Summit and view
It is far from being the highest, most famous, or most difficult summit in Greater Yellowstone, but there is nothing ordinary about the views from this pretty little peak in the Mount Leidy Highlands, an extensive area of forested mountains, badlands-type hills, and rushing streams.
The 360-degree panorama takes in countless peaks of Greater Yellowstone, especially in the Absaroka and Gros Ventre Ranges. The scene-stealing view, however, is unquestionably to the west, where the full length of the Teton Range is on display across the flats of Jackson Hole. The angle on the mountains is no different from what you find when you drive through Grand Teton National Park, but this perspective has two distinct advantages: first, if possible, the peaks, especially the Cathedral Group and Mount Moran, seem even more massive than they do from the road (perhaps this is because Jackson Hole seems so far below you but the peaks are still obviously higher than you are); and second, while you usually have to share the roadside Teton views with dozens of other people, atop Mount Leidy, you do not. This view of the Tetons is arguably the world’s best view (and a very secluded one at that) of the Teton Range not found from the Tetons themselves.
So you get stellar views from an isolated peak in a remote area, all at the price of just a short, steep hike. This peak is thus a great early-morning climb and leaves you time and energy for something else in the area during the afternoon.
Mount Leidy's conical profile is easily seen from much of the highway through Grand Teton National Park, but most people probably pay little attention to it because they are too busy staring at the Tetons to the west. The mountain is also easily seen from many of the Absaroka Range summits in the Togwotee Pass area; from those summits, the peak stands out from its surroundings and is one of few prominent highpoints between the Absarokas and the Tetons.
In 1872, the Hayden Survey named Mount Leidy; the title honors Professor Joseph Leidy, a scientist who made important contributions to botany, parasitology, and paleontology and was also "preeminent in the study of human anatomy" (the source for this information, including the direct quotation, is Thomas Turiano's Select Peaks of Greater Yellowstone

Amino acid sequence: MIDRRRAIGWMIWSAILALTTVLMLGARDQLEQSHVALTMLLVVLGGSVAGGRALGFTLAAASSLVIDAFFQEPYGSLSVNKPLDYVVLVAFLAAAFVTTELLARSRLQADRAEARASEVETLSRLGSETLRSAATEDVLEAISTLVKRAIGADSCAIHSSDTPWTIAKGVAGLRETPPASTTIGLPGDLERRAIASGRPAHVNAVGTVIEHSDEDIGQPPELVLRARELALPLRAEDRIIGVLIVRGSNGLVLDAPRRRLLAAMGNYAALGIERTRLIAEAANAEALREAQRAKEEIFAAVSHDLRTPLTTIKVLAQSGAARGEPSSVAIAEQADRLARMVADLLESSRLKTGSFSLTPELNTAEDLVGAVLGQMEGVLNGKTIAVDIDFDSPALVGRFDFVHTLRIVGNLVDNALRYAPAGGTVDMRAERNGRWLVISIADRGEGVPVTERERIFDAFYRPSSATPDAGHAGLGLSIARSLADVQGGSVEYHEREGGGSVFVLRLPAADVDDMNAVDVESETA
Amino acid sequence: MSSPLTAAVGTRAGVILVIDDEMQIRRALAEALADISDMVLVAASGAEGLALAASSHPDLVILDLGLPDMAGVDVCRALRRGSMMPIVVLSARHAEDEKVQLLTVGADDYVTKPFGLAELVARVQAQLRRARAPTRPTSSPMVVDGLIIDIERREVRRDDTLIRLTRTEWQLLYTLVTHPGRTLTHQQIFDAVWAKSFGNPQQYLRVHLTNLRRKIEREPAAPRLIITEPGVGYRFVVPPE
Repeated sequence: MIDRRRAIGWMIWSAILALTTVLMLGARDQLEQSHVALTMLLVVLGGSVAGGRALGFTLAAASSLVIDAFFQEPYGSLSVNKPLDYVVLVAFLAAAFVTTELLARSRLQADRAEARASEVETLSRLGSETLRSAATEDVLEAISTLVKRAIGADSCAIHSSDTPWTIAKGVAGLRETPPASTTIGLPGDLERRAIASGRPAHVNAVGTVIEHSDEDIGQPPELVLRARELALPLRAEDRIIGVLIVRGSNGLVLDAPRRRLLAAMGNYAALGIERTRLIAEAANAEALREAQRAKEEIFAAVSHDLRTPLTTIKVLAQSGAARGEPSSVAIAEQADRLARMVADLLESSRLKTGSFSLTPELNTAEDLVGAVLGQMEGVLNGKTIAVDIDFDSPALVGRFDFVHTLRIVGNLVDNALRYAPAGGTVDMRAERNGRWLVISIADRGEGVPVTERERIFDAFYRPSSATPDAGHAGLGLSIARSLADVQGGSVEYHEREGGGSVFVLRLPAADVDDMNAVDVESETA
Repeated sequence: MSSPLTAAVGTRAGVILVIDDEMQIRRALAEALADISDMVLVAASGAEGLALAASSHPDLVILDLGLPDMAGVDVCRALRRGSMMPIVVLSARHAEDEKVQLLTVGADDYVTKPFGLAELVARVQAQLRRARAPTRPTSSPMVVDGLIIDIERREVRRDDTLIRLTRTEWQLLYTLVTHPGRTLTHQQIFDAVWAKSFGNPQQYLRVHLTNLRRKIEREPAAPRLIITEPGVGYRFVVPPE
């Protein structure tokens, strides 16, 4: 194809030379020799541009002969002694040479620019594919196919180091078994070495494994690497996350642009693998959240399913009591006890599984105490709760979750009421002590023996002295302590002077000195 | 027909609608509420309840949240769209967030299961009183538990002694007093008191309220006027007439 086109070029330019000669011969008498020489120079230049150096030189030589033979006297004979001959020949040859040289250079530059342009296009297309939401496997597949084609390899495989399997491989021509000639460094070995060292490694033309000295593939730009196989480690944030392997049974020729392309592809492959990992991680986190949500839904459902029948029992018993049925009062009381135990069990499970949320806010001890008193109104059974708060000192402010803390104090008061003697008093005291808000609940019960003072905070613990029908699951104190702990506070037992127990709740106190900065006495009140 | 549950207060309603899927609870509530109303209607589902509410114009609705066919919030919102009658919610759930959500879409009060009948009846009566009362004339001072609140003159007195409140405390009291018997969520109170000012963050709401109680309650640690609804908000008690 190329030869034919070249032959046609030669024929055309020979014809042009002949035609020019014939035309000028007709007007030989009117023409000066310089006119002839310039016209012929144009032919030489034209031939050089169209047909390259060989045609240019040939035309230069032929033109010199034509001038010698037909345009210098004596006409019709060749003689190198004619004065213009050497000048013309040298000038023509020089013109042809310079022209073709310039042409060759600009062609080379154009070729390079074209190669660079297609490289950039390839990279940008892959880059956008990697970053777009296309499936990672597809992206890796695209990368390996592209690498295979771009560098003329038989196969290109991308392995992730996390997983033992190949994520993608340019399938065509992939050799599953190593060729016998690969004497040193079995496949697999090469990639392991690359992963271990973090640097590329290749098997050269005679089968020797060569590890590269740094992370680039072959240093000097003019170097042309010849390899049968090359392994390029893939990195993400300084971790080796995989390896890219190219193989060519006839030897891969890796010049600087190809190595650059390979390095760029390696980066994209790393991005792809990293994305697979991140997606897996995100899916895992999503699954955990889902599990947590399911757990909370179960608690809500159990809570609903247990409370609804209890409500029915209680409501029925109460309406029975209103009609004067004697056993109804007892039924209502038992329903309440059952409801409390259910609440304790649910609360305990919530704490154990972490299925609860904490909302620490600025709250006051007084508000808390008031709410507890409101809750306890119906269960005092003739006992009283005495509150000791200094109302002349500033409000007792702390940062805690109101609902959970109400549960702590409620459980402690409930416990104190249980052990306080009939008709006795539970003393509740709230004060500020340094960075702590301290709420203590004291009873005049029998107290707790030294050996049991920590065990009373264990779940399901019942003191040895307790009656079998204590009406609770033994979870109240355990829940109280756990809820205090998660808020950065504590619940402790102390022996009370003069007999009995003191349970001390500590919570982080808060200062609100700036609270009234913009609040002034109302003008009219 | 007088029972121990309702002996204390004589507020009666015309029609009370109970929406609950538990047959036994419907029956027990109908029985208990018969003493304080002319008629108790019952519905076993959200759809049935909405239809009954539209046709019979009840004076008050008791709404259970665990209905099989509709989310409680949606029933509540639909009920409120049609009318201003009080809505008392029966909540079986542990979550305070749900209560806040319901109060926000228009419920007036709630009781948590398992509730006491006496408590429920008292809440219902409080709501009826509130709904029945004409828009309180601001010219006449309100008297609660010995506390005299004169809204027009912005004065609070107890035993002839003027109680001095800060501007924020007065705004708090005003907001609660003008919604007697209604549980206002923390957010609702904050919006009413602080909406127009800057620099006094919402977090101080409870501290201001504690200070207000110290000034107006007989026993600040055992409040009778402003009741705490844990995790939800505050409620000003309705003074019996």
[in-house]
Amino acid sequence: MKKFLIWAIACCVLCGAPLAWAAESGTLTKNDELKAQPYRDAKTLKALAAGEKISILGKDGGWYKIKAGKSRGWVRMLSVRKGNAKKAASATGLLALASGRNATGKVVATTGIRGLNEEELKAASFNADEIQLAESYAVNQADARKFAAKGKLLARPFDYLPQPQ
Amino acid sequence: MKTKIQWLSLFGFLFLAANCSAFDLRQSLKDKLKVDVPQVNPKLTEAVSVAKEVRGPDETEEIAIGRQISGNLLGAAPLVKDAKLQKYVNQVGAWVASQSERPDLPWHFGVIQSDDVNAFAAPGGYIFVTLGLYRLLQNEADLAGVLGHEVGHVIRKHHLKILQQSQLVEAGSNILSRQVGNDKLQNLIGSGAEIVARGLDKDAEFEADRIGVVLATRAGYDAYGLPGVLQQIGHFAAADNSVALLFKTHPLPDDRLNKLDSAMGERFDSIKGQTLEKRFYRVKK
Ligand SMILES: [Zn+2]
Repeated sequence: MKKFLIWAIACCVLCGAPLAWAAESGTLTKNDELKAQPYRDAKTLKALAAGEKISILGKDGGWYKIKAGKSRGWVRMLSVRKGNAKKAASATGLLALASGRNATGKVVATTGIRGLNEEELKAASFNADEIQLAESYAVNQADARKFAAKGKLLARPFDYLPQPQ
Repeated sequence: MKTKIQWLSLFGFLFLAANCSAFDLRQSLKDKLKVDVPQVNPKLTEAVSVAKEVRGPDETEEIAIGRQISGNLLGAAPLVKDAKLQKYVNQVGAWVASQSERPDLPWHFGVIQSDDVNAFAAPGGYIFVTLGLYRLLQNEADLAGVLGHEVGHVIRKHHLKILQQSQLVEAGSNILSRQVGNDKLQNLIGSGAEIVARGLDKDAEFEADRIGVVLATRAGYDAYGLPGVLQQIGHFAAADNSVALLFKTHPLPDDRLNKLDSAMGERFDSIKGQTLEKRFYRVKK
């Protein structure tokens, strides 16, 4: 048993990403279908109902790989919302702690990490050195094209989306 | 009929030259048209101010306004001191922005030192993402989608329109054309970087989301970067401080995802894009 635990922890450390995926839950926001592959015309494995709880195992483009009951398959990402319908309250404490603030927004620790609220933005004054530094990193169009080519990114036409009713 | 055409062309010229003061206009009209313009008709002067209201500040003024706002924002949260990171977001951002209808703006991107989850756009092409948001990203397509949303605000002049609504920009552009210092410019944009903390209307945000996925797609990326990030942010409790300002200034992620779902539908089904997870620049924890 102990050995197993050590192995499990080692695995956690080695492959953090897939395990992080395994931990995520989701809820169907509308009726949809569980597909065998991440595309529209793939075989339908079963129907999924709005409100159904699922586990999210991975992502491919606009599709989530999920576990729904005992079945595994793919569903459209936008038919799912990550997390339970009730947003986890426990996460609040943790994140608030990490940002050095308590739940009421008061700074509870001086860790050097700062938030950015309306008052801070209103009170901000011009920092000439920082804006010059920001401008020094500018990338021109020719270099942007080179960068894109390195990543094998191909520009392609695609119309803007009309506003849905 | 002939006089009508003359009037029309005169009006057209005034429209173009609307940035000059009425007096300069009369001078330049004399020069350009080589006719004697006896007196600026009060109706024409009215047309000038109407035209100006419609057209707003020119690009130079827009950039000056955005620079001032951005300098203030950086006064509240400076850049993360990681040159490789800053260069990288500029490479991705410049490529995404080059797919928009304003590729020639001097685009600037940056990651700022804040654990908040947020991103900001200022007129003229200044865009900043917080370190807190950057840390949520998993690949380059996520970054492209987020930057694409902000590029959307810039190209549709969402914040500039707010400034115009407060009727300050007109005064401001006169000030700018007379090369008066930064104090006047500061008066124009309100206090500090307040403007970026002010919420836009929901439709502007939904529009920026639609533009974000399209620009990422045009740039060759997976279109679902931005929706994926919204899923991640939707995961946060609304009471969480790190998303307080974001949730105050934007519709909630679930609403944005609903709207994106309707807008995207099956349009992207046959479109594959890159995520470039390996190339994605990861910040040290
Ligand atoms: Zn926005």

The Teton Range Views
Using Thomas Turiano's Select Peaks of Greater Yellowstone
as my source, I present the following as the shortest approach to Mount Leidy. The directions are paraphrased from that source, but parts in bold are my own, based on my observations and measurements.
About eight miles east of Moran Junction along U.S. 26/287, the Blackrock Ranger Station is on the south side of the road. Just before (west of) the station are a dirt road and a sign for Hatchet Campground (a Forest Service campground). A short distance from the turnoff but not obvious from the main road is a board indicating driving distances to various locations.
The approach is close to 16 miles on dirt roads. The last four miles are rocky, but they are passable to low-clearance vehicles.
The photographs below show the three major intersections along the way.
Turn onto this road (Flagstaff Road-- FR 30160) and follow it for 8.5 miles
to a junction with FR 30240. Go right here and drive 4.3 miles
to a junction with FR 30250; the last mile is rocky. Bear right and drive 2.8 miles
to Leidy Lake.
The Turiano book says you should park here and hike up the increasingly rocky and rutted road for a mile to a saddle about a mile away, but you might instead consider driving up the road as far as you feel comfortable doing. Personally, I believe a careful driver could get a low-clearance vehicle through that last mile in dry conditions, but I chose to park 0.3 mi up the road where there was a good turnaround point.
The Turiano guide says it is 2.5 miles from Leidy Lake to the saddle (see above); my GPS track gave me 1.9.
Leidy Lake is at 8720'. The saddle is at about 9200'. The going from saddle to summit is somewhere between the good trail conditions of Class 1 and the off-trail hiking of Class 2. If there's a such thing as 1+, that's what the route is.
From the saddle, follow a trail, sometimes faint or nonexistent, to the summit for about a mile. It is sometimes very steep, but it is still just a hike.
There are no fees or permits required. Obey posted signs for private property. This is bear country (both black and grizzly), so know and follow the protocol for visiting bear country.
At Blackrock Ranger Station, there is Hatchet Campground. The charge is $10 a night (that is as of July 2009), running water and pit toilets are available, and the sites are first-come, first-served only.
Dispersed camping is widely available unless expressly prohibited in a specific location. Follow regulations about fires and food storage.
Backcountry camping is free, and no permits are necessary.
Bridger-Teton National Forest